Saturday, April 4, 2009

Why Is Bank Lending So Critical?

Martin Feldstein writes here in the WSJ that
Increased bank lending is the key to a sustained recovery. Households and businesses that cannot obtain credit are now unable to spend and to invest, dragging down total demand and GDP. The banks are unwilling to lend because they lack confidence in the value of the loans and other assets they already carry on their books, and therefore lack confidence in whether they have enough capital to avoid insolvency. Removing these high-risk assets is a prerequisite to get the lending mechanism in gear again.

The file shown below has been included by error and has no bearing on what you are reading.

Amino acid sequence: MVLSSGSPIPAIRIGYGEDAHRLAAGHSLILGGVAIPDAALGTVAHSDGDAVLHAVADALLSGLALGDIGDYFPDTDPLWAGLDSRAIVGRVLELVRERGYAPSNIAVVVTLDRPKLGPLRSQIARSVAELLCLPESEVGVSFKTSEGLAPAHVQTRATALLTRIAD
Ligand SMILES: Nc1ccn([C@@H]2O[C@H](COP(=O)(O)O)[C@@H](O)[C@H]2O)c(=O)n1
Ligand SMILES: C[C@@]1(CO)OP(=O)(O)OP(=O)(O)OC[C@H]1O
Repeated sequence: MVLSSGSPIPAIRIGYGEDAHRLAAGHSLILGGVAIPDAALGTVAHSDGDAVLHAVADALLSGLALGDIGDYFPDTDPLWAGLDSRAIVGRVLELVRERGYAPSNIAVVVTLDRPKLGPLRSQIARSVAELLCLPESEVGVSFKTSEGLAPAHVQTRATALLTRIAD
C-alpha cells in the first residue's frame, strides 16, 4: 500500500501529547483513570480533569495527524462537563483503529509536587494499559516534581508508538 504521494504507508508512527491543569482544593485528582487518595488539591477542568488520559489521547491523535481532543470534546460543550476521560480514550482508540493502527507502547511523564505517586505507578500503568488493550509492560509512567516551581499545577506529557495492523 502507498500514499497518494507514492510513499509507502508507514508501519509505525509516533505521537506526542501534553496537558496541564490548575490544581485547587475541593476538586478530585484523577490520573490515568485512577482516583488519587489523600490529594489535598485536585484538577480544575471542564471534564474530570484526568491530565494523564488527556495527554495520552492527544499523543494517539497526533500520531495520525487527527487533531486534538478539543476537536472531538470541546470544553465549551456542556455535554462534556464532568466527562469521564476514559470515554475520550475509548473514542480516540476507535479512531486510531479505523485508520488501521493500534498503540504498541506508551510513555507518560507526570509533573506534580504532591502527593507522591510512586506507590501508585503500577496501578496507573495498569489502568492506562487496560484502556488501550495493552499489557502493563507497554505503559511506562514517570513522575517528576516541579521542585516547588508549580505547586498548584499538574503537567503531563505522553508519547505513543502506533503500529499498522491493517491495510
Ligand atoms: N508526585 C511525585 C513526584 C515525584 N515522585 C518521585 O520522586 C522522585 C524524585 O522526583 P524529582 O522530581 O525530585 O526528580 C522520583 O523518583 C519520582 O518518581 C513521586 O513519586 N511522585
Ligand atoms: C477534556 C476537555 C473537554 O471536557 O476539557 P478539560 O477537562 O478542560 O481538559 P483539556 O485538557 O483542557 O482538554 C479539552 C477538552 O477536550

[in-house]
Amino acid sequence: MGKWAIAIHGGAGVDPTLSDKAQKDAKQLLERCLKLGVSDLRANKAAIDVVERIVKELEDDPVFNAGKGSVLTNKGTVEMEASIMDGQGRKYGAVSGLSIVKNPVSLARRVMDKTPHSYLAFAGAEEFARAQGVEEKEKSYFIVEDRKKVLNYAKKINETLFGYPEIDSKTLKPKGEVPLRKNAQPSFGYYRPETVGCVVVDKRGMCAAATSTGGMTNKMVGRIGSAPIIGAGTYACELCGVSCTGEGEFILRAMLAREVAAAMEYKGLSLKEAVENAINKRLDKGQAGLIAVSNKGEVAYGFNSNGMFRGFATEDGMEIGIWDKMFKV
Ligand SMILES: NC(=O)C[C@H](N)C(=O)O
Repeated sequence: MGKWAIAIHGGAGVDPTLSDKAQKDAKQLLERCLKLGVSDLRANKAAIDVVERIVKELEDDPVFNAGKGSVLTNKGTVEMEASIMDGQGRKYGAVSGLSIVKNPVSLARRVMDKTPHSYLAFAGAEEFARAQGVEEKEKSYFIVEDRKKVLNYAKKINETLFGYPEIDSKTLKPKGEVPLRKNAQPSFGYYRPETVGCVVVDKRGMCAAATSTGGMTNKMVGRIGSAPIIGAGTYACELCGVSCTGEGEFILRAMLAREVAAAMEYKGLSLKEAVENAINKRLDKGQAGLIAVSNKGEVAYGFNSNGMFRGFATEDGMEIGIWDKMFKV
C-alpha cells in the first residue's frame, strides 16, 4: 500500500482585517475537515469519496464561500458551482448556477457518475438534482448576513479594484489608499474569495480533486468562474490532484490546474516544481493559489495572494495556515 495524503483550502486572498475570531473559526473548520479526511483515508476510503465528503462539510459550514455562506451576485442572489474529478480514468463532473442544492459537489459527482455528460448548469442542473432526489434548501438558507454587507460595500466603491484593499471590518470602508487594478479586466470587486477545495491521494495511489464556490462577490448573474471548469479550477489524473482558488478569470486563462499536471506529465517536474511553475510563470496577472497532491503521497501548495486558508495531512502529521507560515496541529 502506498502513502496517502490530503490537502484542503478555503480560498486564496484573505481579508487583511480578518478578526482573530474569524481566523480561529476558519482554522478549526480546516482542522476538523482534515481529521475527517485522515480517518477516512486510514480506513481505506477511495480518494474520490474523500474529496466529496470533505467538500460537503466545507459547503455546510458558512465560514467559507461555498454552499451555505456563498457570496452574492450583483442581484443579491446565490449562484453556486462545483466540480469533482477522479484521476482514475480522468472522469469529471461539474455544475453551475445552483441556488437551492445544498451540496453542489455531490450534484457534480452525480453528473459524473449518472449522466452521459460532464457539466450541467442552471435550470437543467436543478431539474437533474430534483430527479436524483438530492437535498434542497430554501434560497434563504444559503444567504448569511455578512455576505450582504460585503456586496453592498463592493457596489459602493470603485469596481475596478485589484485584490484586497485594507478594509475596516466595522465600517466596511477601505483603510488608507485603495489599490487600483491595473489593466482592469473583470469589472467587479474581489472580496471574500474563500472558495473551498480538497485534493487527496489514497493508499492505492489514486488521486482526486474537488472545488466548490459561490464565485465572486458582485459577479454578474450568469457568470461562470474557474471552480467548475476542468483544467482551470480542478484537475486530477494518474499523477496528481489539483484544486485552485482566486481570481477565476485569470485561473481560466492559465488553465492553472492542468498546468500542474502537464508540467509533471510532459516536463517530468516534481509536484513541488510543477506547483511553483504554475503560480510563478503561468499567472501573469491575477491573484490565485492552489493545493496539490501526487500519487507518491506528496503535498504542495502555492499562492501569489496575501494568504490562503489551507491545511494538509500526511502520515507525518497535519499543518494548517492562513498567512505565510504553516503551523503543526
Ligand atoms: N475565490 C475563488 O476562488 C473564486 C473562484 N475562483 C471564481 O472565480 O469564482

Why all this emphasis on bank credit? That's not what I learned in graduate school. That's not what I teach in financial management.

Most people don't know that corporate America finances the majority of its investments in plant and equipment with retained earnings, not borrowed money. Since when does a business need to borrow to be successful?

Why is it that businesses can't increase equity financing to displace debt financing? Even the auspicious likes of a Martin Feldstein, whom we should all respect, needs to answer that question instead of insisting that our economy depends on credit.

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